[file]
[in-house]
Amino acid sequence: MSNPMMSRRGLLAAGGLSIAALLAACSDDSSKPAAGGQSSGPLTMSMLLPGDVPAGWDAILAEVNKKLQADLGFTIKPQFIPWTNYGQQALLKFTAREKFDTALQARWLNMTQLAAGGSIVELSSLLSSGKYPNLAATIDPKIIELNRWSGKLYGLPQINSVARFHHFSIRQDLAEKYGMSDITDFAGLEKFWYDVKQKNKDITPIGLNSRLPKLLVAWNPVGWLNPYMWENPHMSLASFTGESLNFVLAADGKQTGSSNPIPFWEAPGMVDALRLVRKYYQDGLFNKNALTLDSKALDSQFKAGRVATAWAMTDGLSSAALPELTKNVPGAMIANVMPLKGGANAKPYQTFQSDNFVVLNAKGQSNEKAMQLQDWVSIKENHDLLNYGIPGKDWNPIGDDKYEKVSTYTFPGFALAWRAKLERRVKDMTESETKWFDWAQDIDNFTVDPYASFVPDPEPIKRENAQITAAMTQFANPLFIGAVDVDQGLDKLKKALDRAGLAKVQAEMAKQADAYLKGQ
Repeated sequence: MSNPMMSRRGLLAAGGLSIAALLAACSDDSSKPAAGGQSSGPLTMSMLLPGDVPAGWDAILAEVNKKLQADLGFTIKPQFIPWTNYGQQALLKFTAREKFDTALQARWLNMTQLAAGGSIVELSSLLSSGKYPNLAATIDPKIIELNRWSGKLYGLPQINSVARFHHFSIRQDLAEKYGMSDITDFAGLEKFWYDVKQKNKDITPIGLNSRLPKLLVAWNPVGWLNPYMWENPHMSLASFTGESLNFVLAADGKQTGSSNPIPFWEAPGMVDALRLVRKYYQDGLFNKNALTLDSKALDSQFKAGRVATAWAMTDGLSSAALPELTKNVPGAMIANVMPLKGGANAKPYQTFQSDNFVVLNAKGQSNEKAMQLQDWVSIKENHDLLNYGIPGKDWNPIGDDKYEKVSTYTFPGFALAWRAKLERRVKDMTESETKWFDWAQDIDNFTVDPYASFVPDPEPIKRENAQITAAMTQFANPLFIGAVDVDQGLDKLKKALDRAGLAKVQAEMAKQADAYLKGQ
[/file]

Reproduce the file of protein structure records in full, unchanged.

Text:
[in-house]
Amino acid sequence: MSNPMMSRRGLLAAGGLSIAALLAACSDDSSKPAAGGQSSGPLTMSMLLPGDVPAGWDAILAEVNKKLQADLGFTIKPQFIPWTNYGQQALLKFTAREKFDTALQARWLNMTQLAAGGSIVELSSLLSSGKYPNLAATIDPKIIELNRWSGKLYGLPQINSVARFHHFSIRQDLAEKYGMSDITDFAGLEKFWYDVKQKNKDITPIGLNSRLPKLLVAWNPVGWLNPYMWENPHMSLASFTGESLNFVLAADGKQTGSSNPIPFWEAPGMVDALRLVRKYYQDGLFNKNALTLDSKALDSQFKAGRVATAWAMTDGLSSAALPELTKNVPGAMIANVMPLKGGANAKPYQTFQSDNFVVLNAKGQSNEKAMQLQDWVSIKENHDLLNYGIPGKDWNPIGDDKYEKVSTYTFPGFALAWRAKLERRVKDMTESETKWFDWAQDIDNFTVDPYASFVPDPEPIKRENAQITAAMTQFANPLFIGAVDVDQGLDKLKKALDRAGLAKVQAEMAKQADAYLKGQ
Repeated sequence: MSNPMMSRRGLLAAGGLSIAALLAACSDDSSKPAAGGQSSGPLTMSMLLPGDVPAGWDAILAEVNKKLQADLGFTIKPQFIPWTNYGQQALLKFTAREKFDTALQARWLNMTQLAAGGSIVELSSLLSSGKYPNLAATIDPKIIELNRWSGKLYGLPQINSVARFHHFSIRQDLAEKYGMSDITDFAGLEKFWYDVKQKNKDITPIGLNSRLPKLLVAWNPVGWLNPYMWENPHMSLASFTGESLNFVLAADGKQTGSSNPIPFWEAPGMVDALRLVRKYYQDGLFNKNALTLDSKALDSQFKAGRVATAWAMTDGLSSAALPELTKNVPGAMIANVMPLKGGANAKPYQTFQSDNFVVLNAKGQSNEKAMQLQDWVSIKENHDLLNYGIPGKDWNPIGDDKYEKVSTYTFPGFALAWRAKLERRVKDMTESETKWFDWAQDIDNFTVDPYASFVPDPEPIKRENAQITAAMTQFANPLFIGAVDVDQGLDKLKKALDRAGLAKVQAEMAKQADAYLKGQ